In both cases, the reasons had to do with limitations within the DPA. First and foremost was an inadequate enforcement regime. An under-resourced Information Commissioner could pursue only a fraction of breaches reported and, if successful, the penalties were negligible: an average of around £500 – and then only after warnings had been given and discussion had taken place. That has been changing and, with the GDPR, the ultimate transformation of data protection enforcement from pathetic to draconian is now reality. For some offences, the maximum penalty can be €20m or 4 per cent of global turnover.
Data processors are no longer immune from prosecution: previously, the law recognised data controllers as ultimately (legally) responsible for any breaches of the law, with processors, unless they acted in criminal fashion, largely exempt. No more.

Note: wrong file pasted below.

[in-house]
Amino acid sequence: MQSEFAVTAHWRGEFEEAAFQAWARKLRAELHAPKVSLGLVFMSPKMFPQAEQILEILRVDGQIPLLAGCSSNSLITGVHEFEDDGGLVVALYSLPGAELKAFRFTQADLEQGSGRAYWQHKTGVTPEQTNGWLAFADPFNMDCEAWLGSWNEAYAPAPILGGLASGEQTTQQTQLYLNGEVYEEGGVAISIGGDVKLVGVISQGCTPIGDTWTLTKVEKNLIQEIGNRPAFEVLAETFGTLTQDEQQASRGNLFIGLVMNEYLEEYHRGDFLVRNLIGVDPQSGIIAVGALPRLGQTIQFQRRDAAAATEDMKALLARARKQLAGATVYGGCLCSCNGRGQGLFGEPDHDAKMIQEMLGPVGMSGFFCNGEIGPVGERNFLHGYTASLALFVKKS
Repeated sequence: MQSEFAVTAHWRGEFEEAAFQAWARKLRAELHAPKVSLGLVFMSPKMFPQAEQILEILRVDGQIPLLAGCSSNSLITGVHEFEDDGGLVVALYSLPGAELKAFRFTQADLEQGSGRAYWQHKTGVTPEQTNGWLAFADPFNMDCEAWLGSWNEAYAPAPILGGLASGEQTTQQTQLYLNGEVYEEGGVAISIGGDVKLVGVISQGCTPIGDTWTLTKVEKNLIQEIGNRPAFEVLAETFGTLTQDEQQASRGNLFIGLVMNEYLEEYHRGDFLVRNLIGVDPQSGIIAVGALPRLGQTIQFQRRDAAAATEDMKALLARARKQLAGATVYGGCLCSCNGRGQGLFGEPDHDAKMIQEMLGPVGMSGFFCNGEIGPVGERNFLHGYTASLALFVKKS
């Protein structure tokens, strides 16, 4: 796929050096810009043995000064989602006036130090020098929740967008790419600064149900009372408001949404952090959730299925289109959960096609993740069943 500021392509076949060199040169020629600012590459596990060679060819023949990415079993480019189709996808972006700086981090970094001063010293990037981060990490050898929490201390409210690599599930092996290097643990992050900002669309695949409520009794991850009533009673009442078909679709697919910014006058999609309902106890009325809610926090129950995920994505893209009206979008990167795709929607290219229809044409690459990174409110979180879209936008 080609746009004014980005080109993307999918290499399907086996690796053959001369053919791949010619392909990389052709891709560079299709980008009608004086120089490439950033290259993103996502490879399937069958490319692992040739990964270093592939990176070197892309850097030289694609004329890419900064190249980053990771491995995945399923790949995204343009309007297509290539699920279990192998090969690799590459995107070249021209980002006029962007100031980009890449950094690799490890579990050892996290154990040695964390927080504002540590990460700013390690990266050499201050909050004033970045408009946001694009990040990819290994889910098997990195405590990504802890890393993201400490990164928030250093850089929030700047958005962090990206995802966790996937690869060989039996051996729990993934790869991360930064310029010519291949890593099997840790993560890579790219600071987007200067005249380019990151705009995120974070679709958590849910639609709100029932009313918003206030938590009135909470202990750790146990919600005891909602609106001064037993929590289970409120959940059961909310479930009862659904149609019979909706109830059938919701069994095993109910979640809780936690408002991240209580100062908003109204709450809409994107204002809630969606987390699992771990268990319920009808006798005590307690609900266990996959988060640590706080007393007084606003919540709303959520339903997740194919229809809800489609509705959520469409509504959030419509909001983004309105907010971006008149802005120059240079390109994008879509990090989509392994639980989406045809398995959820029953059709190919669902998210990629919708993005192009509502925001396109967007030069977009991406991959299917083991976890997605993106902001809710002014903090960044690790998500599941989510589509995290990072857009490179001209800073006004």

At the same time, individuals are now empowered – encouraged even – to pursue companies that process their data unlawfully.
A second major flaw in the DPA was always around consent, which appeared to be a paramount condition of any data processing. Yet over time, this eroded: "consent" is nowhere directly defined in law; while the law's second principle, which, on the surface, requires data to be processed only for specified purposes, provides a further get-out, allowing processing: "For a purpose that is in relation to the purpose(s) you have specified and could be reasonably expected by the data subject."
In other words, as practices become commonplace, an individual's right to object to them dwindles.
History therefore teaches that laws on personal data are rarely as powerful, or as defining, as the hype of significant consumer rights over how their data is used.